The Historama
Alex Ben-Arieh
P.O.Box 32128
Tel Aviv, Israel 61321
Phone: +972-547-680-086
Fax: +972-3-546-1971

Photo Gallery of Bauhaus and Israeli Architecture


On Israeli Architecture

Some Historical Statistics

Photo Gallery

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Here is a developing gallery of photographs of architecture in Israel - Bauhaus/International Style, Israeli "box" buildings, "brutalist" (exposed concrete) styles and more. I'll post pictures with descriptions and explanations of structures from all over the country - and where possible also from the Palestinian Authority/Territories.

Pictures will includes specializations, like factories, plants and places of work; or architectural details and refinements, like entrance-ways, balconies and detailing.

To view the pictures in greater detail, click on them from this page, roll your mouse over them when they open and click on the bottom right square button which appears on the image.


Tel Aviv: Old 1920's Ecclectic design in the Makhane Binyamin pedestrian parade, near the Carmel Market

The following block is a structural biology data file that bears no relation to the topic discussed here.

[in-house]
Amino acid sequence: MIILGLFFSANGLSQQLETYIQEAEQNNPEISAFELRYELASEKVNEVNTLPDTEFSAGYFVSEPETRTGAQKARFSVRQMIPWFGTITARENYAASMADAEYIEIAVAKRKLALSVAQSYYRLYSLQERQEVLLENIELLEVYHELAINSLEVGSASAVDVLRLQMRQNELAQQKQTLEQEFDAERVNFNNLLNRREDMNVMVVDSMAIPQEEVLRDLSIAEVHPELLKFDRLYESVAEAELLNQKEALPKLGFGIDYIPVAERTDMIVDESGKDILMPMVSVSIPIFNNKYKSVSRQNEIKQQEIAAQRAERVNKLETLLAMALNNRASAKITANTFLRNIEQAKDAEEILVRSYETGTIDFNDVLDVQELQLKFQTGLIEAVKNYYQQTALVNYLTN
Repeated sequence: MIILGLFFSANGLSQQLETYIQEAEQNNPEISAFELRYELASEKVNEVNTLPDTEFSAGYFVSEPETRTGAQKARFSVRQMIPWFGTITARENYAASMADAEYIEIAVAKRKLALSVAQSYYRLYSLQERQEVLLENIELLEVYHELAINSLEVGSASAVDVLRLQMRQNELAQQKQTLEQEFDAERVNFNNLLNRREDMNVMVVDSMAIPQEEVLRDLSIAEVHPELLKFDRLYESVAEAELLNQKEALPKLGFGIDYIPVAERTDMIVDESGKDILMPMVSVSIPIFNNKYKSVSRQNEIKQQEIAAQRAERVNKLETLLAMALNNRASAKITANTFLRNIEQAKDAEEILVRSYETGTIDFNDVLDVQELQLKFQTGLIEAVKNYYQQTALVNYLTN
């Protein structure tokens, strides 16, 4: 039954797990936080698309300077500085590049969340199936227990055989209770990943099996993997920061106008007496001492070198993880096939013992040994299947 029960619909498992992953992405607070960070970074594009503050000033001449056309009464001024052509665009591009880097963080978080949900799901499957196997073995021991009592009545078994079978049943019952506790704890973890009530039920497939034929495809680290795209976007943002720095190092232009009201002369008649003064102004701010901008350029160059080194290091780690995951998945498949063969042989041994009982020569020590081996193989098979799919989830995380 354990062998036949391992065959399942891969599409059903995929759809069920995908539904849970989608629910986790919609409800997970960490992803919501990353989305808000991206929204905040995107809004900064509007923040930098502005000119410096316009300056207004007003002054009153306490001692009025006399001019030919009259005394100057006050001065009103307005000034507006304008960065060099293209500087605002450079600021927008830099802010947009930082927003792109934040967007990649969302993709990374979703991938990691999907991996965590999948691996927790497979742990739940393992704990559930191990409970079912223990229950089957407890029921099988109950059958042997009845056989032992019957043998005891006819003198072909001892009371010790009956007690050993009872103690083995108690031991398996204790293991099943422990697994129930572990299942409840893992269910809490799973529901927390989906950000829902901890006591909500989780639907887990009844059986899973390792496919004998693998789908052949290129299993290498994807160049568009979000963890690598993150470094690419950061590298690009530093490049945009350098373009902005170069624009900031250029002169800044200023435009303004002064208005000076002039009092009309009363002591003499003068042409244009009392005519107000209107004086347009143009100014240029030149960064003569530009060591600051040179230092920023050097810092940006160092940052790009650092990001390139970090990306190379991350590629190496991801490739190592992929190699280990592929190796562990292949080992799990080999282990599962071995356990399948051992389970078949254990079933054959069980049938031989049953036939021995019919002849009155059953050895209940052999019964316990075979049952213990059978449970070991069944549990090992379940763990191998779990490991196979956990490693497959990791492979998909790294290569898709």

Doorway detail of the same building

Joseph Dinitz cafe in the corner bauhaus styled building just at the edge of Makhane Binyamin

Old levantine building from 1920's with wooden shutters and open-air balconies; further down from Makhane Binyamin
Tel Aviv: side view of a long bauhaus apartment building, with semi-covered balconies (descending walls from the ceiling and semi-walls at the base) - on the left side of the building the balconies are curved, and on the right facing the street, they are straight and now enclosed by glass shutters. These front balconies actually also extend along part of each side of the building, and when not enclosed they look like long slit openings extending around the front of the structure. There are also enclosed balconies in the center of the side of the building. Located at the north end of Herzl Street.